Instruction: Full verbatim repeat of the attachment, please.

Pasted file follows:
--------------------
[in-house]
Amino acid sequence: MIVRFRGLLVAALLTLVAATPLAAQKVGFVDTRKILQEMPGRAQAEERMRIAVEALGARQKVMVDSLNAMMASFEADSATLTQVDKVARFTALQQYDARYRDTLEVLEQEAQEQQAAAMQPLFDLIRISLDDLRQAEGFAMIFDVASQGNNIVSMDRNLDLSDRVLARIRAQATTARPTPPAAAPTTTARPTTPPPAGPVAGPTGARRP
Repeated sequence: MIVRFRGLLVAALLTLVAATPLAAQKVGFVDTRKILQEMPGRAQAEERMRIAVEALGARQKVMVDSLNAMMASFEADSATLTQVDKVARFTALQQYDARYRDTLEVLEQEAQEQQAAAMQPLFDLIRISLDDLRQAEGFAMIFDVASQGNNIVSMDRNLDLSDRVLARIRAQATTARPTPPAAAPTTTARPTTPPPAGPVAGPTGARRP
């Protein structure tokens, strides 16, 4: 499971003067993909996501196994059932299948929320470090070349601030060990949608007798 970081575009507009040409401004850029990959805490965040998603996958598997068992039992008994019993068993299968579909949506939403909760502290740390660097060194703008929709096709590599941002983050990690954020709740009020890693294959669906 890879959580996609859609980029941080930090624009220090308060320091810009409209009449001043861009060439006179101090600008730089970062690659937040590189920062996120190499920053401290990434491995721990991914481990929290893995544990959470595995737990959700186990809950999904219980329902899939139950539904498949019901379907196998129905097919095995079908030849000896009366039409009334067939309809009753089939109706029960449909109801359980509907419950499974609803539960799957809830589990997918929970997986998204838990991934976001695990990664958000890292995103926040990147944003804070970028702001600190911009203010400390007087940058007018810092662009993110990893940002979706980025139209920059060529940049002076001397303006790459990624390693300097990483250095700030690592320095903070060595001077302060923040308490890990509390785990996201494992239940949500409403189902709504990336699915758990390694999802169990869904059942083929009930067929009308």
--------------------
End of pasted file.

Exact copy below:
[in-house]
Amino acid sequence: MIVRFRGLLVAALLTLVAATPLAAQKVGFVDTRKILQEMPGRAQAEERMRIAVEALGARQKVMVDSLNAMMASFEADSATLTQVDKVARFTALQQYDARYRDTLEVLEQEAQEQQAAAMQPLFDLIRISLDDLRQAEGFAMIFDVASQGNNIVSMDRNLDLSDRVLARIRAQATTARPTPPAAAPTTTARPTTPPPAGPVAGPTGARRP
Repeated sequence: MIVRFRGLLVAALLTLVAATPLAAQKVGFVDTRKILQEMPGRAQAEERMRIAVEALGARQKVMVDSLNAMMASFEADSATLTQVDKVARFTALQQYDARYRDTLEVLEQEAQEQQAAAMQPLFDLIRISLDDLRQAEGFAMIFDVASQGNNIVSMDRNLDLSDRVLARIRAQATTARPTPPAAAPTTTARPTTPPPAGPVAGPTGARRP
């Protein structure tokens, strides 16, 4: 499971003067993909996501196994059932299948929320470090070349601030060990949608007798 970081575009507009040409401004850029990959805490965040998603996958598997068992039992008994019993068993299968579909949506939403909760502290740390660097060194703008929709096709590599941002983050990690954020709740009020890693294959669906 890879959580996609859609980029941080930090624009220090308060320091810009409209009449001043861009060439006179101090600008730089970062690659937040590189920062996120190499920053401290990434491995721990991914481990929290893995544990959470595995737990959700186990809950999904219980329902899939139950539904498949019901379907196998129905097919095995079908030849000896009366039409009334067939309809009753089939109706029960449909109801359980509907419950499974609803539960799957809830589990997918929970997986998204838990991934976001695990990664958000890292995103926040990147944003804070970028702001600190911009203010400390007087940058007018810092662009993110990893940002979706980025139209920059060529940049002076001397303006790459990624390693300097990483250095700030690592320095903070060595001077302060923040308490890990509390785990996201494992239940949500409403189902709504990336699915758990390694999802169990869904059942083929009930067929009308």